Living and Dying with Proust
A lifetime's reading of Proust's masterpiece
"A work buzzing with appetite and curiosity . . . no Proustian should be without it."-Andrew Marr, author and broadcaster
"Literate, lively, and leavened by wry and gentle humour, Living and Dying with Marcel Proust is a feast."-Lydia Davis, winner of the Man Booker International Prize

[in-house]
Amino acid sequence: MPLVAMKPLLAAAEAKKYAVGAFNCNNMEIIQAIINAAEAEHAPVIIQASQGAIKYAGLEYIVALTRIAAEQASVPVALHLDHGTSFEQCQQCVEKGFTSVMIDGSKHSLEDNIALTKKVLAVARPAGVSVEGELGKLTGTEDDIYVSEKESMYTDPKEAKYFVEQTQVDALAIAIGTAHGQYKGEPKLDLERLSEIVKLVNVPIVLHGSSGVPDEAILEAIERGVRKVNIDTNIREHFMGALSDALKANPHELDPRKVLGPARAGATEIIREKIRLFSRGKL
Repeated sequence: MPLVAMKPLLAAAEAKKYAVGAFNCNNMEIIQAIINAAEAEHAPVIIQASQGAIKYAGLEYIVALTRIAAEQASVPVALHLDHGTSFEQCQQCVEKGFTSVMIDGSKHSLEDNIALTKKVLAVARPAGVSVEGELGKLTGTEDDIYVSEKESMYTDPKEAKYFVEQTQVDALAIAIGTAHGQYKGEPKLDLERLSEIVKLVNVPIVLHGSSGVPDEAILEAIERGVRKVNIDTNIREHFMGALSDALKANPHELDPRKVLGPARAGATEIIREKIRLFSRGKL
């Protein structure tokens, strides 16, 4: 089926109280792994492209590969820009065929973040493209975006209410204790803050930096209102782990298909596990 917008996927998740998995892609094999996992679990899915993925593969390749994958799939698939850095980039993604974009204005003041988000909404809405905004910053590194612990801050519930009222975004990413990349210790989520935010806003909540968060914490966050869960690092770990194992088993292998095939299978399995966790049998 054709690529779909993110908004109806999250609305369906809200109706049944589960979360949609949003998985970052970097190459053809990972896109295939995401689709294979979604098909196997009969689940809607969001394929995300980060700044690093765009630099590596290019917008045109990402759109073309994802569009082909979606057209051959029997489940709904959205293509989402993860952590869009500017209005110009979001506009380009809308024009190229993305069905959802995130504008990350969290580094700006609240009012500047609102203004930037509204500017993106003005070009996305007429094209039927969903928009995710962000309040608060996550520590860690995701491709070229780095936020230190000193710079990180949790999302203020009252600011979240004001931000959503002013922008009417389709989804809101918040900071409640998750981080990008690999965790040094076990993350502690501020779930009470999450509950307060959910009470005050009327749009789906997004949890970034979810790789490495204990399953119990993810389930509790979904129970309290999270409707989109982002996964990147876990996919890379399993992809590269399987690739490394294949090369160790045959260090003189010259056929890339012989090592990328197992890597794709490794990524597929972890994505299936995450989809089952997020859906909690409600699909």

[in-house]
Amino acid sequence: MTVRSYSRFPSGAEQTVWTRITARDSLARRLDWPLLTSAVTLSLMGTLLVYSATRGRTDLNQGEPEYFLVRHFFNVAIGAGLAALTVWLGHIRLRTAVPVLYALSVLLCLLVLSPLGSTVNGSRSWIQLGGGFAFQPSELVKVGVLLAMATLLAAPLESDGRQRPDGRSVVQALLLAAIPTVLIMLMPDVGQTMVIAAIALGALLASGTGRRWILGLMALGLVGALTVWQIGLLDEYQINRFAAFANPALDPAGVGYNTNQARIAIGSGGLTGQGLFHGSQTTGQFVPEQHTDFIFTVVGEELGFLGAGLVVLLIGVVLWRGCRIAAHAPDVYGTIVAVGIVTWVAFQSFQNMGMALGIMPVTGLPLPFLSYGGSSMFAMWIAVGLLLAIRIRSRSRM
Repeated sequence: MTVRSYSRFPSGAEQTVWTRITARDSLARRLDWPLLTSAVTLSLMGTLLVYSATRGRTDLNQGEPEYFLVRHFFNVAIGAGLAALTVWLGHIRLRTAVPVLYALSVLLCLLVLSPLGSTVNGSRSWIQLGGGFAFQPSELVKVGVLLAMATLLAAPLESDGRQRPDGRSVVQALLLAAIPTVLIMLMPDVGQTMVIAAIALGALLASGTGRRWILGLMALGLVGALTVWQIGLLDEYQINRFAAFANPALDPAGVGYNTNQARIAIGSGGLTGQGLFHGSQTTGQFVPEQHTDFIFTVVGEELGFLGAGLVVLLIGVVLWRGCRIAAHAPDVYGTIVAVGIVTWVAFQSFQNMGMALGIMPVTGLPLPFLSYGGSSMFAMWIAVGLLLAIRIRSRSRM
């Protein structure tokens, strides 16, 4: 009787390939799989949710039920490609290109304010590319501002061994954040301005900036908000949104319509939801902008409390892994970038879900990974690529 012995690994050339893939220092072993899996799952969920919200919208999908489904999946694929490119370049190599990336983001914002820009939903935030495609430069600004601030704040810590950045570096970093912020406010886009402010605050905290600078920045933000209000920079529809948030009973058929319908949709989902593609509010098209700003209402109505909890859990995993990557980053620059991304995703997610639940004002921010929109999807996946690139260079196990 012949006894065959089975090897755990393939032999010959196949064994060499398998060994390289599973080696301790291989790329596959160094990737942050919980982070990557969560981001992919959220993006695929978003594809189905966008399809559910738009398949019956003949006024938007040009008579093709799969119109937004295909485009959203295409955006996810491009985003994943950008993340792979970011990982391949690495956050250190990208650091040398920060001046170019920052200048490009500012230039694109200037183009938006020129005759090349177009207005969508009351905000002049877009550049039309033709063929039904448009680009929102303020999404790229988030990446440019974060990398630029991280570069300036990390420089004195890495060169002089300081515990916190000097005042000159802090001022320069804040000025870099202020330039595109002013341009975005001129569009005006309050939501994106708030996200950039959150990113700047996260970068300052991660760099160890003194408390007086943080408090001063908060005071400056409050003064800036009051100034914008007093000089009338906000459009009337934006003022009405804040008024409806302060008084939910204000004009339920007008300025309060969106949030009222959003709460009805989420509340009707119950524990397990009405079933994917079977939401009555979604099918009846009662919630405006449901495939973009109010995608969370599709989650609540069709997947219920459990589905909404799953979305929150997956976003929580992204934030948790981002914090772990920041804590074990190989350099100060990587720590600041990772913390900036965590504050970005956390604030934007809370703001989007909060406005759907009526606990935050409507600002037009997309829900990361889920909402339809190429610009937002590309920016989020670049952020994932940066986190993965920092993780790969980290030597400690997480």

One of the masterpieces of twentieth-century fiction, A la recherche du temps perdu belongs in the tradition of the Initiation Story, the journey it describes combining elements drawn from the earlier narratives of great expectations and lost illusions, while recasting them in ways that are distinctively Proust's. The eminent Proust scholar, Christopher Prendergast, traces that journey as it unfolds on an arc defined by the polarity of his title, living and dying. His book offers a chapter by chapter exploration of the rich sensory and impressionistic tapestry of a lived world, woven by the pulse of desire, the hauntings of memory and an ever alert responsiveness to tastes, perfumes, sounds, and colours. It also traces the construction of a unique architecture of narrative time and a corresponding mode of story-telling, marked by all manner of loops, swerves, detours, regressions and returns, from the macro level of the novel's plot to the micro level of the famously elaborate Proustian sentence. The lives of his characters, both major and minor, are shown as criss-crossing and converging in ways that often take the reader by surprise, before descending the arc on an irreversible trajectory of decline, as the body starts to fail and the grave beckons.
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